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Table of Contents
LETTER TO THE EDITOR
Year : 2013  |  Volume : 17  |  Issue : 6  |  Page : 1135-1136

Prevalence of metabolic syndrome in adolescents: Reason to worry


1 Department of Pediatrics, Chaitanya Hospital, Chandigarh, India
2 Department of Pediatrics, Advanced Pediatric Centre, Postgraduate Institute of Medical Education and Research, Chandigarh, India

Date of Web Publication3-Dec-2013

Correspondence Address:
Suresh Kumar Angurana
Department of Pediatrics, Chaitanya Hospital, Sector 44, Chandigarh
India
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Source of Support: None, Conflict of Interest: None


DOI: 10.4103/2230-8210.122656

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How to cite this article:
Angurana SK, Angurana RS. Prevalence of metabolic syndrome in adolescents: Reason to worry. Indian J Endocr Metab 2013;17:1135-6

How to cite this URL:
Angurana SK, Angurana RS. Prevalence of metabolic syndrome in adolescents: Reason to worry. Indian J Endocr Metab [serial online] 2013 [cited 2021 Sep 26];17:1135-6. Available from: https://www.ijem.in/text.asp?2013/17/6/1135/122656

Sir,

We read with interest the article 'Prevalence of metabolic syndrome in adolescents aged 10-18 years in Jammu, J and K' by Singh et al.,[1] and would like to make some important comments.

The metabolic syndrome (MS) in adolescents is a largely unrecognized health problem and it's exact prevalence in developing countries particularly in India is unknown until recently when few studies were conducted in this field including that by Singh et al.[1] Kapil et al.,[2] found that the prevalence of MS in children (6-18 years) from high income group in Delhi was 6.5% (males 6.9% and females 5.9%), which was higher than that reported by Singh et al.[1] Recently, Tandon et al.,[3] studied the prevalence of MS in urban Indian adolescents (695 out of 15,101 adolescents, 10-18 years) and found that the calculated prevalence of MS in total population was 4.3% and 3.0% using Adult Treatment Panel (ATP) and international diabetes federation criteria, respectively, which was slightly higher than that reported by Singh et al.[1] MS was significantly higher in girls than boys and the most common component of MS was central obesity followed by hypertriglyceridemia, low high density lipoprotein (HDL)-cholesterol, hypertension and dysglycemia; which were in contrast to that reported by Singh et al.,[1] where males had higher prevalence; and low HDL-cholesterol was most common and high blood pressure was least common constituent of MS. Moraes et al.,[4] conducted a systematic review by including 8 studies in adolescents (10-19 years) undertaken in low to medium-income countries and found that the prevalence of MS ranged from 4.2-15.4 in studies using the NCEP-ATP III criteria; and 4.5-38.7 in studies using the WHO criteria.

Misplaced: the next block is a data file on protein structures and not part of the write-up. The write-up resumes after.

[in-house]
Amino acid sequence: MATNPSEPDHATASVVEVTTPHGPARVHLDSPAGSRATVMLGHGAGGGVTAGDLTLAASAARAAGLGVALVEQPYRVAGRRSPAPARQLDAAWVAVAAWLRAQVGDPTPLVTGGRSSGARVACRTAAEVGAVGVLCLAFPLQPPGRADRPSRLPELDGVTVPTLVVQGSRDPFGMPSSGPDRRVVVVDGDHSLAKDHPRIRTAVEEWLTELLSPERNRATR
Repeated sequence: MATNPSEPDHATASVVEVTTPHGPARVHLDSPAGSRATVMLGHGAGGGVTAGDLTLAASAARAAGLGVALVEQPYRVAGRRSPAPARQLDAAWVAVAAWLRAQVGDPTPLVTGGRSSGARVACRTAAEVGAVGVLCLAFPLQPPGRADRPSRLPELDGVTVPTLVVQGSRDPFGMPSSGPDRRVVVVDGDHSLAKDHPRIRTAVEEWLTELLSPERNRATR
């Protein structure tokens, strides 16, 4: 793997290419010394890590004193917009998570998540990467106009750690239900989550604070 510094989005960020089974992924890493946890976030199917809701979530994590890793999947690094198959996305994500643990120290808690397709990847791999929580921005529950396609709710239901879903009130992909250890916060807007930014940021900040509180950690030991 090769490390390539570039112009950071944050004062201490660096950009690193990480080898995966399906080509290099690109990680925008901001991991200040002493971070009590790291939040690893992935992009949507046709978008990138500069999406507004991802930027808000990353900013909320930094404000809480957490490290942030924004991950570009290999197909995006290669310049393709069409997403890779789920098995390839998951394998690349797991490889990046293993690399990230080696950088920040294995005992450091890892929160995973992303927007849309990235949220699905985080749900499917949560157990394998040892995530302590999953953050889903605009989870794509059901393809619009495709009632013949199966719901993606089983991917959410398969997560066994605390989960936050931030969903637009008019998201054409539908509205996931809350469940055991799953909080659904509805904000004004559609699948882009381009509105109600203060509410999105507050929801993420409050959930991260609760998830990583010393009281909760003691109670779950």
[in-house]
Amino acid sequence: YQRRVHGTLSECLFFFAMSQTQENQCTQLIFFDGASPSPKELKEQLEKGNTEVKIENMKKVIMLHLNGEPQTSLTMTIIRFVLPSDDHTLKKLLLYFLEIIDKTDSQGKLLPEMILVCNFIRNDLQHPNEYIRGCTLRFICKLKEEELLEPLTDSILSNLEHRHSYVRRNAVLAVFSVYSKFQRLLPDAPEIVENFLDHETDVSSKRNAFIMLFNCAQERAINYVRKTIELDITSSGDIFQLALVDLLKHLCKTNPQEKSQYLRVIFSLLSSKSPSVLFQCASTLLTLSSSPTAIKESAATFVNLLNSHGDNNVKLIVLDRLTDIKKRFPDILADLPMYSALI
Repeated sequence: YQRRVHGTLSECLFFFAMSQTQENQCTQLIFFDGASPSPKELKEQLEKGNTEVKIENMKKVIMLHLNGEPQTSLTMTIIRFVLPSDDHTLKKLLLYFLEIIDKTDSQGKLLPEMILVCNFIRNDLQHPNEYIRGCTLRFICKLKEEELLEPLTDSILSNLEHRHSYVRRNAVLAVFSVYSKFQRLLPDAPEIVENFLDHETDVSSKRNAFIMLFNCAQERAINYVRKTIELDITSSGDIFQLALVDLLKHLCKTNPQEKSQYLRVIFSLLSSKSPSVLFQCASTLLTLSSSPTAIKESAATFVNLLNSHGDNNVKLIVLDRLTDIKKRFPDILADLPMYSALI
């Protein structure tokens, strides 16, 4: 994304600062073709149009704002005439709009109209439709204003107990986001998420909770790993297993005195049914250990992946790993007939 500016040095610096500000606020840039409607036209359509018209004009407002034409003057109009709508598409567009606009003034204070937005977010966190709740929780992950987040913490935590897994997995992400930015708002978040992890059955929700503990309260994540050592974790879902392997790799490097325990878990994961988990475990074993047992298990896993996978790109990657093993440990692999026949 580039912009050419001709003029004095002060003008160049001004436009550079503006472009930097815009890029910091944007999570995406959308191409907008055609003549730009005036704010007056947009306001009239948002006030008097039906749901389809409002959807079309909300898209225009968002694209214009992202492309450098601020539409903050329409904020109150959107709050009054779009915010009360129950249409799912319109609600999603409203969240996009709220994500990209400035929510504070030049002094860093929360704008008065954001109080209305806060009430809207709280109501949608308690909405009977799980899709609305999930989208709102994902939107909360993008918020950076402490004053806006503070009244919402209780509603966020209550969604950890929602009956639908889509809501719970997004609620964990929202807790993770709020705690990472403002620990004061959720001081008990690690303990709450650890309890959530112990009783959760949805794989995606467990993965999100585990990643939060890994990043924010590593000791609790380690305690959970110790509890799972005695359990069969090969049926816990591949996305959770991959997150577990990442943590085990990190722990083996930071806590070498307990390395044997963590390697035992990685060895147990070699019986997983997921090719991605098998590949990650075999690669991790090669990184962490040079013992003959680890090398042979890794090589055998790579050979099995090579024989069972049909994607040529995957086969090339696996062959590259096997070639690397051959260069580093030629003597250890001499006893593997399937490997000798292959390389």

WHO criteria for MS include Insulin resistance (defined as 1 of the following: Type 2 diabetes; impaired fasting glucose; impaired glucose tolerance; or for those with normal fasting glucose values (<110 mg/dL), a glucose uptake below the lowest quartile for background population under hyperinsulinemic, euglycemic conditions) AND two of the following: Antihypertensive medication and/or high blood pressure (≥140 mm Hg systolic or ≥90 mm Hg diastolic); plasma triglycerides ≥150 mg/dL; HDL-cholesterol <35 mg/dL in men or <39 mg/dL in women; BMI >30 kg/m 2 and/or waist: Hip ratio >0.9 in men, >0.85 in women; and urinary albumin excretion rate ≥20 μg/min or albumin: creatinine ratio ≥30 mg/g. [5] The WHO criteria is more objective than ATP III criteria, but it requires special testing of glucose status beyond routine clinical assessment, [5] which makes it less preferred tool for epidemiological studies.

The difference in prevalence of MS and varied prevalence of different components of MS in different studies may be due to differences in populations studied and different criteria used. MS in adolescents is an under recognized and is a forerunner of diabetes mellitus and cardiovascular diseases in adulthood. Therefore, its urgent identification and interventions with lifestyle changes are needed to prevent disease progression into adulthood .

 
   References Top

1.Singh N, Parihar RK, Saini G, Mohan SK, Sharma N, Razaq M, et al. Prevalence of metabolic syndrome in adolescents aged 10-18 years in Jammu, J and K. Indian J Endocrinol Metab 2013;17:133-7.  Back to cited text no. 1
    
2.Kapil U, Kaur S. Prevalence of pediatrics metabolic syndrome (PMS) amongst children in the age group of 6-18 years belonging to high income group residing in national capital territory (NCT) of Delhi. Indian J Pediatr 2010;77:1041.  Back to cited text no. 2
    
3.Tandon N, Garg MK, Singh Y, Marwaha RK. Prevalence of metabolic syndrome among urban Indian adolescents and its relation with insulin resistance (HOMA-IR). J Pediatr Endocrinol Metab 2013;8:1-8.  Back to cited text no. 3
    
4.Moraes AC, Fulaz CS, Netto-Oliveira ER, Reichert FF. Prevalence of metabolic syndrome in adolescents: A systematic review. Cad Saude Publica 2009;25:1195-202.  Back to cited text no. 4
    
5.5. Grundy SM, Brewer HB Jr, Cleeman JI, Smith SC Jr. Lenfant C. Definition of metabolic syndrome: Report of the National Heart, Lung, and Blood Institute/American Heart Association conference on scientific issues related to definition. Circulation 2004;109:433-8.  Back to cited text no. 5
    




 

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